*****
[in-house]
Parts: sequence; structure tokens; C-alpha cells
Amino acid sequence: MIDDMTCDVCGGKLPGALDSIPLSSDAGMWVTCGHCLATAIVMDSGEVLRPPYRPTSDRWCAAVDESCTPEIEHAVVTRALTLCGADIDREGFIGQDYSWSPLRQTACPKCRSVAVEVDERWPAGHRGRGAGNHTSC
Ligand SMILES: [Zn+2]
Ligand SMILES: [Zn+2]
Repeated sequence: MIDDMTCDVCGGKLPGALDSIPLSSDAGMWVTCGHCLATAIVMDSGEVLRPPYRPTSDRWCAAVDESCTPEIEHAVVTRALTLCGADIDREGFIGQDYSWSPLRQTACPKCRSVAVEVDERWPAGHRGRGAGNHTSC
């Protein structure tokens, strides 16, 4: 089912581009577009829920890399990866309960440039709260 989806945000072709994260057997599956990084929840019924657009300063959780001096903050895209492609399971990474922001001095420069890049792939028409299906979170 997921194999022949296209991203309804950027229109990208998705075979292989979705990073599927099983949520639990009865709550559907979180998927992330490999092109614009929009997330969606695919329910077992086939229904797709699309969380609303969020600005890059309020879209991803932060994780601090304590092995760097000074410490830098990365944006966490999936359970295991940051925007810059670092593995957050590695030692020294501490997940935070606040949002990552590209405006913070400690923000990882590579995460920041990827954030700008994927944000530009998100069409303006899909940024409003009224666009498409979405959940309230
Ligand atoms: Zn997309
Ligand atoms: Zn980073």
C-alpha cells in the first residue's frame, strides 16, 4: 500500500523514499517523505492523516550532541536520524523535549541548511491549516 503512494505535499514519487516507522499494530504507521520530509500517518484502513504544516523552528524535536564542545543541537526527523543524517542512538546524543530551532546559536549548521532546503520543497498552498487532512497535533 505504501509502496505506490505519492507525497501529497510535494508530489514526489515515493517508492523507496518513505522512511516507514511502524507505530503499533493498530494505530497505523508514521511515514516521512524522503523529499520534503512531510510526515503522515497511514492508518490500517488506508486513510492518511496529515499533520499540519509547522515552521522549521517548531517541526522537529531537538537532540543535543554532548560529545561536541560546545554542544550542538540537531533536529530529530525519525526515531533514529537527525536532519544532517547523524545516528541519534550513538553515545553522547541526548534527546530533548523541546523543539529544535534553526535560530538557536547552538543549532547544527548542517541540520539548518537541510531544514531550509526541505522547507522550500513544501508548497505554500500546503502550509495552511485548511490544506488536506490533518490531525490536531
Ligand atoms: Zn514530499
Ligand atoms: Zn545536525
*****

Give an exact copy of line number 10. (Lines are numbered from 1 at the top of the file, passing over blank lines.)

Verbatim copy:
C-alpha cells in the first residue's frame, strides 16, 4: 500500500523514499517523505492523516550532541536520524523535549541548511491549516 503512494505535499514519487516507522499494530504507521520530509500517518484502513504544516523552528524535536564542545543541537526527523543524517542512538546524543530551532546559536549548521532546503520543497498552498487532512497535533 505504501509502496505506490505519492507525497501529497510535494508530489514526489515515493517508492523507496518513505522512511516507514511502524507505530503499533493498530494505530497505523508514521511515514516521512524522503523529499520534503512531510510526515503522515497511514492508518490500517488506508486513510492518511496529515499533520499540519509547522515552521522549521517548531517541526522537529531537538537532540543535543554532548560529545561536541560546545554542544550542538540537531533536529530529530525519525526515531533514529537527525536532519544532517547523524545516528541519534550513538553515545553522547541526548534527546530533548523541546523543539529544535534553526535560530538557536547552538543549532547544527548542517541540520539548518537541510531544514531550509526541505522547507522550500513544501508548497505554500500546503502550509495552511485548511490544506488536506490533518490531525490536531